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Moving on, Rolling over

watering dollars

By Paige Radke

The 401(k) plan is a powerful employer-based, tax-advantaged way to save for retirement. But what workers do with their 401(k) money before retirement can have grave consequences.

Among 401(k) participants who left their employer in 2013, 35% prematurely cashed out, according to Fidelity Investments, the nation’s largest manager of 401(k) assets. An early withdrawal can result in tax penalties, additional taxes, as well as years of lost compounded tax-deferred growth for retirement savings.

Typically, American workers change jobs every five years, the Bureau of Labor Statistics reports, with about 4.5 million Americans quitting or losing their job each month. A new report by the Employment Benefit Research Institute declares that “one of the most important decisions” of 401(k) participants is what to do with their accounts when they leave their employer.

A 401(k) is a qualified retirement plan established by employers to which employees can make salary reduction contributions. Many employers match contributions on behalf of employees, and earnings are tax-deferred.

With high job turnover and rising rates of premature withdrawals, investors need to know their options for 401(k)s. You have many things to think about, including penalties, tax implications, cost, convenience and control. Some options:

Cash Out

401(k) plans encourage long-term saving for retirement with pre-tax payroll contributions and tax-deferred growth. But they penalize early withdrawals, commonly with a 10% tax on funds taken out before age 59½, with some exceptions, including workers who leave an employer at age 55 or older. Plus, the IRS considers withdrawals as income, subject to federal, state, and local income taxes and possibly pushing you into a higher tax bracket.

So if you have a combined income tax rate of 30% and are subject to a penalty of 10%, cashing out your $100,000 401(k) would cost you $40,000 and leave you with only $60,000. This is not your best option.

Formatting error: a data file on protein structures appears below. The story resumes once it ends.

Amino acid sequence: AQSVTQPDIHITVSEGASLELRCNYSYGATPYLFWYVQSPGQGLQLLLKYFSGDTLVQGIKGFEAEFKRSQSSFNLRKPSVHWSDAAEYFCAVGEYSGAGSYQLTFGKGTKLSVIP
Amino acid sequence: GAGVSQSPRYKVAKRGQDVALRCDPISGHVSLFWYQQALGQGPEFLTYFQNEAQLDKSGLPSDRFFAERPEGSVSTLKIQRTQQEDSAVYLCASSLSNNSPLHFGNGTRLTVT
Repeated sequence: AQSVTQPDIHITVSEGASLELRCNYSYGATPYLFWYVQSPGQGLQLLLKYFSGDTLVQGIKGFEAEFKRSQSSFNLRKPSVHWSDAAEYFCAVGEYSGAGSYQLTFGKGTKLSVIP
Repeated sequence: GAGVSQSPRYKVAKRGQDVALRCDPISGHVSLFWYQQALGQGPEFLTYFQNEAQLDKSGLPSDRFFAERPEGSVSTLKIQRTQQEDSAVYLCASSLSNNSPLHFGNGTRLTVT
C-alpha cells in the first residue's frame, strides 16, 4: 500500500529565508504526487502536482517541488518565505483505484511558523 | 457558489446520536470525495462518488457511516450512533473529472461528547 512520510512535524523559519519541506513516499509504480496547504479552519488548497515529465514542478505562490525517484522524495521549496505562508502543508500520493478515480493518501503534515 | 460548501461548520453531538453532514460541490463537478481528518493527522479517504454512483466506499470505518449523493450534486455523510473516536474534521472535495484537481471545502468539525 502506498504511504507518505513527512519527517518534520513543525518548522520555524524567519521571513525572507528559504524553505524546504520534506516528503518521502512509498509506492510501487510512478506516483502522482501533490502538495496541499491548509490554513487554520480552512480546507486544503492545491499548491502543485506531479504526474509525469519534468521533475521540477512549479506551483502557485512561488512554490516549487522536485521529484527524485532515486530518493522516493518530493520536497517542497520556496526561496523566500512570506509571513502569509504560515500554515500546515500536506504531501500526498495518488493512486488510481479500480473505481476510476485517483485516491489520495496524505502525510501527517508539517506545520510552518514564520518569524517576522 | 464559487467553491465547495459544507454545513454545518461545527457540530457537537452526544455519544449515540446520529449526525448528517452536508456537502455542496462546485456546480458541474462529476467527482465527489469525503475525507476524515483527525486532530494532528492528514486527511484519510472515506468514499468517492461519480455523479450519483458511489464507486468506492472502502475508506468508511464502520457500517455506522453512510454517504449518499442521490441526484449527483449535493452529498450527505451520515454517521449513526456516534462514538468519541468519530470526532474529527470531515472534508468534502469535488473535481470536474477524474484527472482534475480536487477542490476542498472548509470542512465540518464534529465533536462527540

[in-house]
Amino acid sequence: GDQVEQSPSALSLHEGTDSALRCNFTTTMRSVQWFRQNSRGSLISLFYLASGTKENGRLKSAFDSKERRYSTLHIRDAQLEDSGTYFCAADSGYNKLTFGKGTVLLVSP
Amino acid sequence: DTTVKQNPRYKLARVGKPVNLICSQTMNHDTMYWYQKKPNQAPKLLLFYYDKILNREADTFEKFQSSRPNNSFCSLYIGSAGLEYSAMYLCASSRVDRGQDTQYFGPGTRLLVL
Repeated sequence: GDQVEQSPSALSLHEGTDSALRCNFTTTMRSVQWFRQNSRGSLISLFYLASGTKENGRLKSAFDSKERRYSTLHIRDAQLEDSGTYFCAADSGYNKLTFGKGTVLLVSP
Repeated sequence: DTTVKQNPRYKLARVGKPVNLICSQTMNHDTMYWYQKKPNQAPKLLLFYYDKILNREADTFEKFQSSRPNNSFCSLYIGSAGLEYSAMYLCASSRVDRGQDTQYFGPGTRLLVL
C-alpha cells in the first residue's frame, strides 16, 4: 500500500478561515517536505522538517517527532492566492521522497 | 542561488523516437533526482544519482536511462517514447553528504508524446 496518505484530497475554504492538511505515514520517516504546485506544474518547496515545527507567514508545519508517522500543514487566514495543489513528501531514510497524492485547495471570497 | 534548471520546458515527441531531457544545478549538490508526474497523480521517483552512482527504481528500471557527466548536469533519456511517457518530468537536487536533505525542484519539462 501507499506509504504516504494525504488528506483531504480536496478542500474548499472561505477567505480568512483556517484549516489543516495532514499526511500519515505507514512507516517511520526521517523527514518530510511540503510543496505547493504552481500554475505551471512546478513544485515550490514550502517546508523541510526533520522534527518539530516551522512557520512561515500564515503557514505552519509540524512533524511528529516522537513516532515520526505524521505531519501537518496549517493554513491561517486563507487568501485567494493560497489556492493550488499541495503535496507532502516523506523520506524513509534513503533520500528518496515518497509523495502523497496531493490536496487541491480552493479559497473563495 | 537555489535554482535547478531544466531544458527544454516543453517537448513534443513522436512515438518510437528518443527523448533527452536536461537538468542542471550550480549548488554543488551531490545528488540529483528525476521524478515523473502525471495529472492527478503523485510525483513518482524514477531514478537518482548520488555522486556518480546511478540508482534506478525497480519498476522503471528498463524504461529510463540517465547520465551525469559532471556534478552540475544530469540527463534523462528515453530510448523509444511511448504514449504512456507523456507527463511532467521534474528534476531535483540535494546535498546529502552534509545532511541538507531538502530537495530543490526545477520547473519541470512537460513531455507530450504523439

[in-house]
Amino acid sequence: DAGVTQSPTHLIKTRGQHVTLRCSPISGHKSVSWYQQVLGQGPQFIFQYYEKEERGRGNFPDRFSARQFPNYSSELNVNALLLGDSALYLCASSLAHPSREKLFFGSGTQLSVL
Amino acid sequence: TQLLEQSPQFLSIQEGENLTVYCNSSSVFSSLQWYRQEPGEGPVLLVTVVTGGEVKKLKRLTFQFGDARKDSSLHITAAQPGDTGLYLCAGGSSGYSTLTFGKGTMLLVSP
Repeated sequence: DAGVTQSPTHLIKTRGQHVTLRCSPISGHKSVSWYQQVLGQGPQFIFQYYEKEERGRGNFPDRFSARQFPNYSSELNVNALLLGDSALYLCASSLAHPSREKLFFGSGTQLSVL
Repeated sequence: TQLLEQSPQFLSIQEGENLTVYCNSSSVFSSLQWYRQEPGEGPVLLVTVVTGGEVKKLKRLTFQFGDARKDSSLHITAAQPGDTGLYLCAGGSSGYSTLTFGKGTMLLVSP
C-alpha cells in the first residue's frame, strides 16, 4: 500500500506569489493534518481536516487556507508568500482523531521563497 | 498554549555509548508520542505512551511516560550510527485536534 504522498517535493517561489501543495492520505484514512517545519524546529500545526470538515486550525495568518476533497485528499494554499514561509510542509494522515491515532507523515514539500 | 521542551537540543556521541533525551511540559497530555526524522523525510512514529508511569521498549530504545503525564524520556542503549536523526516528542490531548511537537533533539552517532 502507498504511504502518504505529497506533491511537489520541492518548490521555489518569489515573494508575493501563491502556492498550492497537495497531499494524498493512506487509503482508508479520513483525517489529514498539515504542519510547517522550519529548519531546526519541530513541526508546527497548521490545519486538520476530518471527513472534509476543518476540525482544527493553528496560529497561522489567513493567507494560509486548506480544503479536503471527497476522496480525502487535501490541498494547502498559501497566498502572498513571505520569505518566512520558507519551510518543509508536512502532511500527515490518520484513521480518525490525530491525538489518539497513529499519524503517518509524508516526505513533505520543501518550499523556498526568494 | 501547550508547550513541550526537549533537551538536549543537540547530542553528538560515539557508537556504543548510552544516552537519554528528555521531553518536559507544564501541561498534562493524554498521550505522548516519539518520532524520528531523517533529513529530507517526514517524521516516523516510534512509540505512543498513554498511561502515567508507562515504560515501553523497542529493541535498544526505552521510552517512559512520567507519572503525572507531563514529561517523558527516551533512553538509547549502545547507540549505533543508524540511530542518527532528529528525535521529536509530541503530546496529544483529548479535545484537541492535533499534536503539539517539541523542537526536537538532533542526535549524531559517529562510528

Rollover to a new 401(k) plan

You usually have an option to keep your 401(k) where you had it through your former employer. But if your new employer offers a 401(k) plan – where you can get automatic payroll deductions and maybe even contribution matches – that may be a better choice. Three points to consider:

  • Fees. Switching to the new plan may cost you additional fees that make the move less beneficial.
  • Investment options. You want to make sure that the plan you select provides the right investment choices for your financial needs.
  • Timing. You may have to wait to transfer the assets until the next enrollment period, or even after you have been on the job for an entire year.

Workers leaving an employer for retirement should keep in mind that 401(k) plans often don’t allow periodic distributions to retirees after age 70½.

Indirect Rollover to an IRA

If you prefer to handle the transfer of funds yourself, you can do so through an indirect rollover. It involves personally withdrawing the money from your current 401(k) and depositing it into an individual retirement arrangement, or IRA.

This gets complicated. You have 60 days to deposit all the money into a new account or incur early-withdrawal penalties. However, the IRS requires 401(k) administrators to withhold 20% of the funds to cover the possibility that you won’t roll them over into a new plan. That means you must use personal savings or other funding to make up the difference and then seek to get the 20% back when you file your taxes.

Rollover to an IRA

There are three main benefits to rolling over your old job’s 401(k) directly into an IRA.

  • Control. Employer-run plans typically offer a relatively low variety of investments. “By rolling over to an IRA, you have more flexibility,” said Steve Giles, vice president and investment advisor at Landaas & Company. “You are not limited to the funds available to the employer’s plan and can instead pick from your own selection of funds.”
  • Consolidation. Especially if you already have other investment accounts or a pre-established IRA, rolling over your 401(k) into an IRA can more efficiently show how all the pieces of your investment puzzle fit together, instead of trying to assemble it through various scattered accounts.
  • Ease. As opposed to the indirect rollover option, since the money is transferred from one financial institution to another, you should not have to worry about withholding rules or tax penalties. When the money moves, it never touches your hands, and you can avoid the 20% withholding.

Saving for retirement is one of the most important yet overlooked benefits of your work life. Getting yourself into a 401(k) program or starting an IRA early allows you to take advantage of compounded earnings and tax benefits. While you may change jobs multiple times in your life, making the right moves with your 401(k) will help provide financial security for your future.

Learn more
For Internal Revenue Service rules on rollovers, please click here.
“Smart 401(k) Investing – Moving Your 401(k),” from the Financial Industry Regulatory Authority

Paige Radke is an associate at Landaas & Company. 

(initially posted July 31, 2014; updated Oct. 23, 2015)

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